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Last updated on April 16, 2014 at 21:24 EDT

Why No Woman As a Debate Moderator?

September 26, 2008

By Al Neuharth

OXFORD, Miss. — The first presidential debate may or may not go exactly as planned here tonight at Ole Miss. This red, white and blue decorated campus was abuzz Thursday. Faculty, students and thousands of visitors — including scores of newsmen and women — debated whether John McCain’s call for cancellation was a patriotic move or a political stunt.

But this seems certain about the three debates that are scheduled — moderators will be these three old, white, male TV news stars:

*First, Jim Lehrer, 74, of PBS.

*Oct. 7, Tom Brokaw, 68, of NBC.

*Oct. 15, Bob Schieffer, 71, of CBS.

All three are very good. All three are longtime professional friends of mine. All three have received the “Al Neuharth Award for Excellence in the Media” at my alma mater, the University of South Dakota.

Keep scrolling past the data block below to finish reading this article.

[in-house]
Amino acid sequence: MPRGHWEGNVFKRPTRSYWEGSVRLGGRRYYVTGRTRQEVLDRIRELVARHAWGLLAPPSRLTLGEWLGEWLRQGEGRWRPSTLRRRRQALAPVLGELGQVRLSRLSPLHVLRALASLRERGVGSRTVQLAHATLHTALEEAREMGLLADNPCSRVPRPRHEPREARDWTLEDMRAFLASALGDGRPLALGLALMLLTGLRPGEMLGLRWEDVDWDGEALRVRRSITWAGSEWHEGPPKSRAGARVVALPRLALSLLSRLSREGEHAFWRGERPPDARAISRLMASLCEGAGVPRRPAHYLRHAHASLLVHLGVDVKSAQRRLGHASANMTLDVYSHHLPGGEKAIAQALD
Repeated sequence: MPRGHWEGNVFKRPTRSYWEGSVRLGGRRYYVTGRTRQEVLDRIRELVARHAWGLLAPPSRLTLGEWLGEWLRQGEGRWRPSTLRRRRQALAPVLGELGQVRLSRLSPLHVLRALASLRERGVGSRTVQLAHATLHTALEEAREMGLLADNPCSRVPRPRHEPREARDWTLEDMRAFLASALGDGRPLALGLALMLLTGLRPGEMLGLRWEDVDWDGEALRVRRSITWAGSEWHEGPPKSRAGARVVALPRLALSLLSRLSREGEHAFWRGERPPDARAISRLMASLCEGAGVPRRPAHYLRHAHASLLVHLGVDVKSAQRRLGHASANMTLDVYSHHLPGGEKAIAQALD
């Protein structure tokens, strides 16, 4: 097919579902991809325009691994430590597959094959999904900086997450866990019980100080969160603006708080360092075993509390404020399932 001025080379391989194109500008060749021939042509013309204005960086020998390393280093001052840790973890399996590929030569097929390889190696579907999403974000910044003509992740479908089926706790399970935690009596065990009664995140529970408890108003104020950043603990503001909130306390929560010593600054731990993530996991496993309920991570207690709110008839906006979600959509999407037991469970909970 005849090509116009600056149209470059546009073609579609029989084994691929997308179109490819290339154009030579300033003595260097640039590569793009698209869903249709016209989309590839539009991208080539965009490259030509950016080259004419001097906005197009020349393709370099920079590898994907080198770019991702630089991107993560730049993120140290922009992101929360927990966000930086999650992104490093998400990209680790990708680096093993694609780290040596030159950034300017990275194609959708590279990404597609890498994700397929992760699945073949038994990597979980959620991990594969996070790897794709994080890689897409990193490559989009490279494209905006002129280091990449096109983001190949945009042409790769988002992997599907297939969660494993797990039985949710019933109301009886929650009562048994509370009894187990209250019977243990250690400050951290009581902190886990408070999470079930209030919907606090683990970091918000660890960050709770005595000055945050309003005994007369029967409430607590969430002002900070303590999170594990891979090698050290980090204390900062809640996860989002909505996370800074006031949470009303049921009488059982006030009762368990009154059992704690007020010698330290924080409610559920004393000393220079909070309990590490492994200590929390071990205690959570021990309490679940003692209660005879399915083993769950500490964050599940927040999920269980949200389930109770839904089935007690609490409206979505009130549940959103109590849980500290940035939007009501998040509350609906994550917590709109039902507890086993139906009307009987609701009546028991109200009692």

But, while I respect and admire them, it bothers me that these debates don’t demonstrate among the moderators the diversity in age, race and gender that has been so historic among candidates in this presidential race.

Moderators are chosen by the non-partisan Commission on Presidential Debates. Commission co-chairmen also are old, white males — Democrat Paul G. Kirk Jr., 70, and Republican Frank J. Fahrenkopf Jr., 69.

Foremost among the bypassed by the commission is CBS Evening News anchor Katie Couric, 51. I’ve been critical of Couric in that CBS role. She is miscast as a news anchor. But she was superb as an interviewer in her former role on NBC’s morning Today show. She would have been an excellent choice as a debate moderator.

The Commission on Debates miscast the moderators. In the future, women and/or minorities must be represented. There should be no debate about that. (c) Copyright 2008 USA TODAY, a division of Gannett Co. Inc. <>